February 13, 2012

Extreme fliers: They love flying, they really, really do (VIDEO)

LOS ANGELES – Four flights, five cities and two continents in five days.

A grueling week's work for a high-powered road warrior maybe. But not for about 170 travel fanatics who ended a fast-moving trek here two weeks ago.

It was their idea of a vacation — a chance for behind-the-scenes access to how an airline operates and to socialize with other extreme fliers who love air travel and racking up hundreds of thousands of frequent-flier miles each year.

They paid from $799 to more than $4,000 to participate in what's called MegaDo, an event sponsored by American Airlines and its Oneworld alliance partners to give the hardiest of fliers insight on everything from why flights are canceled to a ride down a plane's emergency exit chute. They jetted from New York to London, Dallas/Fort Worth, Seattle and then here.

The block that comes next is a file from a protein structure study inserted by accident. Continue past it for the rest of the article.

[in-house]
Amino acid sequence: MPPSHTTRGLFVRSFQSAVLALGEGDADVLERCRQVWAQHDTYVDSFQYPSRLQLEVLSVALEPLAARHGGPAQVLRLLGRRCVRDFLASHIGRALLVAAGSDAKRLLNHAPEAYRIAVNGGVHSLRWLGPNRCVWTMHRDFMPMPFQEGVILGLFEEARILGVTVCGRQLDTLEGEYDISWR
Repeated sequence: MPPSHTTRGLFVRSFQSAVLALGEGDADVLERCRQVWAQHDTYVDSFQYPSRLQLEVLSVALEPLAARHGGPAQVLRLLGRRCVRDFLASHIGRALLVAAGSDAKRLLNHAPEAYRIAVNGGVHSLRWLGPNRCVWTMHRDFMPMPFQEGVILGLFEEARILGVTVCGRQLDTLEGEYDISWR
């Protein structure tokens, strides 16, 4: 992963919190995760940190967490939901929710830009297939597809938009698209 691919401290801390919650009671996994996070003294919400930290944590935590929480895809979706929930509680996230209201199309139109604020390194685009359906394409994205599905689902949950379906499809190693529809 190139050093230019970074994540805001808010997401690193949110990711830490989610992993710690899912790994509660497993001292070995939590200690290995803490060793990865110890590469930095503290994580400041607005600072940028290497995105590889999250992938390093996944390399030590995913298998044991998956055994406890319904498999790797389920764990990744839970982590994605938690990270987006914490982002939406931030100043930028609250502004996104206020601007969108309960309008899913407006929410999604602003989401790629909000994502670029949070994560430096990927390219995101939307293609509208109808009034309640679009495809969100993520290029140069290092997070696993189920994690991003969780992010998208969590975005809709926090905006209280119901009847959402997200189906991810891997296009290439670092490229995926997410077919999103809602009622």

"It's a travel junkie field trip. That's really the best way to describe it," says Tommy Danielsen, the man who founded the idea of MegaDo in 2009.

The events — with the first three involving United, Lufthansa and other Star Alliance airlines' frequent fliers before the one this year with American for Oneworld alliance fliers — were created to cater to the whimsies of the "junkies," the most extreme fliers.

Attending one offers insight into a rare breed of traveler in a day when many people loathe everything about flying commercially: the security lines, hours in crowded planes, and inevitable delays and cancellations.

Their love of flying and all things related to it far exceeds the enthusiasm that the George Clooney ultrafrequent business traveler character in the 2009 film Up in the Air exuded. For them, going somewhere is almost secondary to just getting there on a plane.

"Everybody's got their hobbies," says one of them, Darren Mak, president of the Winnipeg-based IT services company DigitalWeb. "Some people like to garden, some people collect stamps. And, for me, it's flying."

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